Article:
# AC current and voltage in an Inductor

This is the simulation of a RL circuit with an AC source.

That AC source is connected with the circuit at the moment when the source voltage has zero phase angle with 5 volts peak.

It can be seen from the simulation that the peak voltage of the first half cycle (which is the transient I know) is less than the peak voltage of the negative half cycle and rest of the cycles.

I want to know whether that the peak voltage of the positive half cycle is less than the peak voltage of the rest of the cycles is because of any simulation error or is there any other reason?

Plus

When the value of the resistor is increased the transient current and voltage die off more quickly.

Please anyone tell me that why increasing resistance makes the transient to die off quicker?

Infact why resistance make the transients to die off?

I need detail answers of these question. So please if anybody can help! • Forget the simulation. Do you know how to calculate the currents and voltages for a series RL circuit connected to an ac source? – Bob D May 2 '20 at 8:51
• i have solved differential equation realted to the transient circuits. i was just trying to have intuition and to understand circuit logically. – Alex May 2 '20 at 11:08

First, the simulation tells the truth. The transient behavior at the beginning is not an error.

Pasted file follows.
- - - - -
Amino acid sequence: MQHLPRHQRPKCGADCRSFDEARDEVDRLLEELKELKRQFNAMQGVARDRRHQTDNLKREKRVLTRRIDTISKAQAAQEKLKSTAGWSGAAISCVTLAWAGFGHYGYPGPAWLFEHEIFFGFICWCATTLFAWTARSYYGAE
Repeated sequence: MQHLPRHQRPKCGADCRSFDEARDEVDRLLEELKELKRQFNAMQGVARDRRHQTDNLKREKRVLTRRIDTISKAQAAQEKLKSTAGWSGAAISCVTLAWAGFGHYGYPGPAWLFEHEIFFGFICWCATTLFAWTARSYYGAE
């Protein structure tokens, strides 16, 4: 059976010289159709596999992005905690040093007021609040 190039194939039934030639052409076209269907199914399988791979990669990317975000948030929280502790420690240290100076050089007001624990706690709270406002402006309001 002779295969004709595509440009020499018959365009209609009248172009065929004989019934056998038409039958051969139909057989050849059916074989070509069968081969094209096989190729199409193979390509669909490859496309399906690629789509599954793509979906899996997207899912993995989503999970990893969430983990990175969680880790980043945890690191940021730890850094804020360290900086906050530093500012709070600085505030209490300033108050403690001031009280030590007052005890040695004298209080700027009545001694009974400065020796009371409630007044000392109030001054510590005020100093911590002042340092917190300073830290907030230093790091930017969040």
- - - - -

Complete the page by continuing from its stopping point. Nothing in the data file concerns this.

As @BobD already suggested, do not begin with looking at the simulation result. Instead, you should choose the mathematical way to get an understanding where this result comes from.

I assume you already know, that the voltage across a resistor $$R$$ is $$V_R(t)=RI(t)$$ and the voltage across an inductor $$L$$ is $$V_L(t)=L\frac{dI(t)}{dt}$$. So for your electric circuit you have the differential equation for the current $$I(t)$$ $$V_\text{peak}\sin(\omega t)=RI(t)+L\frac{dI(t)}{dt}$$ together with the start condition $$I(0)=0$$.

I will not solve this differential equation for you here. You should work through the math by yourself. Then you will find, the solution $$I(t)$$ has two components:

• a transient component proportional to $$e^{-Rt/L}$$ (i.e. it dies off after $$t\gg\frac{L}{R}$$),
• an oscillating component proportional to $$\cos(\omega t)$$ and $$\sin(\omega t)$$.

Finally, from the current $$I(t)$$ you can easily calculate the voltages $$V_L(t)$$ and $$V_R(t)$$. You will find, they also have a transient and an oscillating component.

• thanks alot for your answer. i have solved differential equation realted to the transient circuits. i was just trying to have intuition and to understand circuit logically. – Alex May 2 '20 at 11:06